As Harvard cardiologist Herbert Benson remarked, “The fight-or-flight emergency response is inappropriate to today’s social stresses.” In the short run, this response is a powerful and useful process, however kept “on” for a longer period; this response can produce serious problems.

So how do you know when adrenaline is being overused? 

Here are some thoughts, behaviors and situations that may come up in your day when you’re overusing adrenaline:

  • Feelings of guilt for taking time off and taking time out
  • You don’t feel truly immersed in your daily work and there’s a general feeling of ‘I can’t get stuff done’.
  • You’re pushed and pulled in many directions without that free feeling or ‘flow’, that moves you toward your goals effortlessly.  Concentration becomes a difficult task.
  • You click frantically between Tumbler, twitter, pintrest, google+, soundcloud, huffingtonpost, ANZbanking, Facebook, Blogger, Hotmail, Gmail, LinkedIn, 2 x working projects – MSWord and MSPowerpoint, typing with one hand and your i-phone in the other!  Read this sentence really fast and tell me if you feel dizzy or out of breathe.
  • You’re always saying no to social appointments because ‘you’re too busy with work’
  • Aggression / Anger / Irritability and Blaming Others
  • Arriving late to all your appointments with the same underpinning, drama-queen excuse ‘Oh my goodness, I’m soooo sorry, I’ve just been so busy!!!’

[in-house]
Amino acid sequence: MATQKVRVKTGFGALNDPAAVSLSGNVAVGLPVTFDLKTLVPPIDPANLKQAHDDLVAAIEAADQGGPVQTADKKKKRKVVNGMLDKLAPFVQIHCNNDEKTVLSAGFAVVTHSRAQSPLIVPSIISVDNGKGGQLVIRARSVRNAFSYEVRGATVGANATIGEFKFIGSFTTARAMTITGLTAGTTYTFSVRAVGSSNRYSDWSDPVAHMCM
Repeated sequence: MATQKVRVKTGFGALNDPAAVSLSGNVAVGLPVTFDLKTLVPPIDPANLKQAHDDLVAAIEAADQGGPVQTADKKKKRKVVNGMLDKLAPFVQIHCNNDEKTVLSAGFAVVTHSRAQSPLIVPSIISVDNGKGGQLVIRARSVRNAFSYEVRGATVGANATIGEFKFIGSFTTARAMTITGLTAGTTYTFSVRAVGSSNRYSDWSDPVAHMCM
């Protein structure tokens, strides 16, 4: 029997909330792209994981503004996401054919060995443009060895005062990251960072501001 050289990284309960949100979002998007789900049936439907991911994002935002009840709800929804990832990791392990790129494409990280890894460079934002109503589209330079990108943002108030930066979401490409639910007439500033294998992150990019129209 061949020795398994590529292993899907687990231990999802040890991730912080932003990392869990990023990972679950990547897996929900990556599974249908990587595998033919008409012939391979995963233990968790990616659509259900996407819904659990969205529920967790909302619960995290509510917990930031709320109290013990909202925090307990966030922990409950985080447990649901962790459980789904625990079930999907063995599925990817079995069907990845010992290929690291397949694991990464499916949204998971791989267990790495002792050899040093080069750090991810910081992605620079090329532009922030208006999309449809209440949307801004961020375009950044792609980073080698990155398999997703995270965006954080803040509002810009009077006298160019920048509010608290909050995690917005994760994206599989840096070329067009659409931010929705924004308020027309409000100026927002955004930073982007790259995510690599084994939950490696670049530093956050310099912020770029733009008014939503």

• Feeling the ‘itch’ and like you’re out of your skin. Tense shoulders and forgetting to breathe.  Other physical symptoms such as bad digestion, nail biting, sweating, dry mouth and bad skin.
  • Fatigued, Drained, Lethargic and the BLAH feeling….

If this sounds like you, it’s time to check yourself before you wreck yourself!

So how do you monitor adrenaline and keep it from impacting your ability to perform at your peak?

Like anything in life, what’s required is balance.  Balance + Energy = Performance.  We need energy (adrenaline, nutrition and our regulatory bodily systems) to live, but without the right balance, it can be trying, and even dangerous, performing the many tasks required for everyday life and work.

Here are Some Easy Steps to Control your Adrenaline and Keep it Balanced:

1. Take the “Are You Addicted to Adrenaline Self Test?” as a guide to see if you’re currently running on pure adrenaline.  Be well attuned to your body and know when adrenaline, rather than ‘balanced energy’ is dominating your day.  Don’t kid yourself either.  The more you do, the more you won’t succeed when adrenaline is taking charge.